Having found that the Government of the Sudan continues to violate the provisions of the arms embargo through movement of arms into Darfur from other parts of the Sudan and deployment of additional attack helicopters to Darfur, the experts recommend strengthening that embargo.  Among possible options, the Panel proposes retention of the present embargo while complementing it with the installation of a verification/inventory component; extension of the arms embargo to the entire territory of the Sudan; and extension of the embargo to the entire territory while providing appropriate exemptions for the Government of southern Sudan and the Government of the Sudan.


The Panel also found evidence of widespread violations of international humanitarian law in Darfur during the period from 29 March to 5 December 2005.  The parties to the N’Djamena Ceasefire Agreement and other belligerents operating in Darfur, in particular the non-State militia groups, have undertaken military operations with scant regard for the principles of distinction, proportionality or military imperative.  While all parties ( SLA, JEM, the Government of the Sudan and militia groups) have violated the rules and norms of armed conflict, the SLA, the Government and the militia groups have shown the least regard for the welfare of civilians.


The experts propose that the Committee and the Security Council adopt a “zero tolerance” approach to violations of the N’Djamena Ceasefire Agreement.  Any future ceasefire violation reports, verified by the Joint Commission, should be used as the basis for direct action by the Committee against the leadership of the violating party and against the local commanders that committed the offending act.  In view of the abject failure of the Government of the Sudan to identify, neutralize and disarm the armed militia groups in Darfur, the Council should consider subjecting individuals, identified by the Panel as failing to disarm the militias, to the targeted measures under resolution 1591 (2005).  Additional measures should be considered against select members of the Government of the Sudan as provided for under Article 41 of the Charter.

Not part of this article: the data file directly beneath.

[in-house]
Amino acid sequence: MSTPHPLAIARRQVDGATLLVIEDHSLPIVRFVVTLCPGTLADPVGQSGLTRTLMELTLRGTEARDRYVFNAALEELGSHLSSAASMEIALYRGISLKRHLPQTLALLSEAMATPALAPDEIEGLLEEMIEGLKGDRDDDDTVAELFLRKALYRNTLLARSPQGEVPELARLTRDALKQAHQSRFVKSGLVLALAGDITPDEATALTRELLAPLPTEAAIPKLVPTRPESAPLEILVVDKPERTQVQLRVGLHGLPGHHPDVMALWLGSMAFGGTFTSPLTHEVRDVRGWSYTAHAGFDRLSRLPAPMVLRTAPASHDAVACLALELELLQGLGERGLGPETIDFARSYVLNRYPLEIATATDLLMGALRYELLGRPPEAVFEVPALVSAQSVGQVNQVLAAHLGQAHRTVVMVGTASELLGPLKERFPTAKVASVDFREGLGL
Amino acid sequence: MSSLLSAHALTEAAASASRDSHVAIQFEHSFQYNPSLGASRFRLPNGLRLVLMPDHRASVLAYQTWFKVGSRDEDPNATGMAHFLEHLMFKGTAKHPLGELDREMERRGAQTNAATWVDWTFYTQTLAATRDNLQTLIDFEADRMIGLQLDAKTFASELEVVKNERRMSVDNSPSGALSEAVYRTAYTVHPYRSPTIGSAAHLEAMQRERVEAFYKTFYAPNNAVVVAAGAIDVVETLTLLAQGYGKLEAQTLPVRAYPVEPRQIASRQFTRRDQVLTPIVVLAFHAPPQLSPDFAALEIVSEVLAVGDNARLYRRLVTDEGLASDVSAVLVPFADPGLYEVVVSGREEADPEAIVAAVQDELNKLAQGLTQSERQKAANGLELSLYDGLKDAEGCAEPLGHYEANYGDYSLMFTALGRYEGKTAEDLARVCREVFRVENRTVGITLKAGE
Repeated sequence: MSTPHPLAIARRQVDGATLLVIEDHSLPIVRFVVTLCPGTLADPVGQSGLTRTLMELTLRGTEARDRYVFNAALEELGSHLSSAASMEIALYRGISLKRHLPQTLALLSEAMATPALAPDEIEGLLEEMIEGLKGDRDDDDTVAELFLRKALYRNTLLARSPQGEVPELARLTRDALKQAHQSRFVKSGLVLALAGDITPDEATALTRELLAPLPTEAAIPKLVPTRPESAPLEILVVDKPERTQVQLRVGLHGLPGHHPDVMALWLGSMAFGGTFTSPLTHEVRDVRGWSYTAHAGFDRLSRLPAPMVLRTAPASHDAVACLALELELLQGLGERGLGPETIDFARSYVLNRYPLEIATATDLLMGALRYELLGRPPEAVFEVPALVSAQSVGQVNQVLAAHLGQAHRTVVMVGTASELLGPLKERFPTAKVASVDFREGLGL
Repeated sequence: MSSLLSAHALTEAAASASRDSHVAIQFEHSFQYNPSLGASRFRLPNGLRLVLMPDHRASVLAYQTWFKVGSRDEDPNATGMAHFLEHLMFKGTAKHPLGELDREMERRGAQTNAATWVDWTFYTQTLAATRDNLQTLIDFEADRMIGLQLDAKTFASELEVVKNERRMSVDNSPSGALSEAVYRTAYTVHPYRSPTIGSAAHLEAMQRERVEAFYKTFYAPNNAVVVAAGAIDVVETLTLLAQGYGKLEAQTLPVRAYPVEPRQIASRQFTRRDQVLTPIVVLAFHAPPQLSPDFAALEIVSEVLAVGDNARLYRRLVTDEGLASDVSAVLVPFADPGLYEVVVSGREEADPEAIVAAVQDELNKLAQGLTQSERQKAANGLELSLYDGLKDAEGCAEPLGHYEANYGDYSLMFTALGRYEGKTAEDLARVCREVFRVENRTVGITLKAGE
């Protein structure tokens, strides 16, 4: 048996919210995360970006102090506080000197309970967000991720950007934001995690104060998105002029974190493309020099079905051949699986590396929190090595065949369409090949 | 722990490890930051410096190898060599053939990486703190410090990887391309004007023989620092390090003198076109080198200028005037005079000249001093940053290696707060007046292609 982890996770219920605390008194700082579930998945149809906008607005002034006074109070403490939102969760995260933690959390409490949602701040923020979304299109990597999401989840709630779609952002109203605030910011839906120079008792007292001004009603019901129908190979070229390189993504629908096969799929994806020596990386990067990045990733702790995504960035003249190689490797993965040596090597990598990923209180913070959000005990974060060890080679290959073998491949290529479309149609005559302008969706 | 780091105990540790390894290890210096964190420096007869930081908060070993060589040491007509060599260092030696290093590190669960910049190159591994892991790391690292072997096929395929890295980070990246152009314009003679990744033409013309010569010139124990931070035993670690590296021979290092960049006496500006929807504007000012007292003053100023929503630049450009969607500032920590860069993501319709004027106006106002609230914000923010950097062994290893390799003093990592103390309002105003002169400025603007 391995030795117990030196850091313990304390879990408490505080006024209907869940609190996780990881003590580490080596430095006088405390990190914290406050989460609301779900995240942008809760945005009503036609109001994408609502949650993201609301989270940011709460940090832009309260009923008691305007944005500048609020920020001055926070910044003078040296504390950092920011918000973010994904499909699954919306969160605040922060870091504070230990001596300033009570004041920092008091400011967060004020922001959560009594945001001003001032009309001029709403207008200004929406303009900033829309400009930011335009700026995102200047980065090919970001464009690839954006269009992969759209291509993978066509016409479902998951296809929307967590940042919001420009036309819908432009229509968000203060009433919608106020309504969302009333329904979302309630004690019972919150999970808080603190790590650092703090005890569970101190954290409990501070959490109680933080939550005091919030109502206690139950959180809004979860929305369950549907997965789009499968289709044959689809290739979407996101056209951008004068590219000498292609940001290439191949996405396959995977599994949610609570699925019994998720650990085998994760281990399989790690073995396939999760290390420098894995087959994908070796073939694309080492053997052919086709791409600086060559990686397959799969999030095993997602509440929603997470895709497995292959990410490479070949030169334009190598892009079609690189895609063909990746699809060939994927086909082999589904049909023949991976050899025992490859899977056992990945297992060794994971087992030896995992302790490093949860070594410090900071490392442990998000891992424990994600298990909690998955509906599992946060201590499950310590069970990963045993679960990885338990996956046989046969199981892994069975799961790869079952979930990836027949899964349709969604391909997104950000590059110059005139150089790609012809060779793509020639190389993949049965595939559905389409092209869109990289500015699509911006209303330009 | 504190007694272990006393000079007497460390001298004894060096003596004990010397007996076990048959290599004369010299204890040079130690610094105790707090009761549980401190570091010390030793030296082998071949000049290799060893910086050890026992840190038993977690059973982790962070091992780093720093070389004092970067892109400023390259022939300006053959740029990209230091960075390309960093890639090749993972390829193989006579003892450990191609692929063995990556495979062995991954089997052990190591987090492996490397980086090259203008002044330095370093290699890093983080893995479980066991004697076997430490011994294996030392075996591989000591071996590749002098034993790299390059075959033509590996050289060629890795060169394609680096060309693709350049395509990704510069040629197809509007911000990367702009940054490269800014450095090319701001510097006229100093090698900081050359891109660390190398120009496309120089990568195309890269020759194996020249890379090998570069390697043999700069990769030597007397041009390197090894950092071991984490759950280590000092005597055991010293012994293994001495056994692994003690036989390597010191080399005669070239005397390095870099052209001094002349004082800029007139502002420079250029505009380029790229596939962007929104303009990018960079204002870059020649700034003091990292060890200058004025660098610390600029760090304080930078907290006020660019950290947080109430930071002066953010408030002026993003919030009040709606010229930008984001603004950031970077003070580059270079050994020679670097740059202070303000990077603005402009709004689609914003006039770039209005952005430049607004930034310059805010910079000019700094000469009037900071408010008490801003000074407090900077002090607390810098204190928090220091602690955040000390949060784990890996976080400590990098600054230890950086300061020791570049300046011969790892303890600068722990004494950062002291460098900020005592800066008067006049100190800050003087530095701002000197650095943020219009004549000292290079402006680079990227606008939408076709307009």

By the time the Panel was finalizing its final report, the Committee had not yet designated any individual against whom the financial sanctions and the travel ban would be applied.  For that reason, the Panel was unable to fulfil its mandate of assisting the Committee in monitoring the implementation of those sanctions.  The experts recommend that the Committee consider designating individuals against whom the sanctions should be applied.  The Panel has identified a number of individuals who impede the peace process and commit violations of international humanitarian or human rights law and has included their names in a confidential annex to the report.


The Security Council should also consider options for establishing a standing civilian protection monitoring capacity to investigate and report directly to the Council on the acts that may constitute violations of international humanitarian and human rights law in Darfur.  To ensure that the Government does not employ military air assets for offensive purposes in the future, the report also addresses the possibility of establishing a prohibition on the operation by the Government of the Sudan of all military aircraft in Darfur, except in cases where the use of such aircraft is approved in advance by the Committee.  Another option in that respect relates to the designation of those who request/authorize the use of air assets for offensive purposes as subject to the provisions of paragraphs 3 (d) and 3 (e) of resolution 1591 (2005).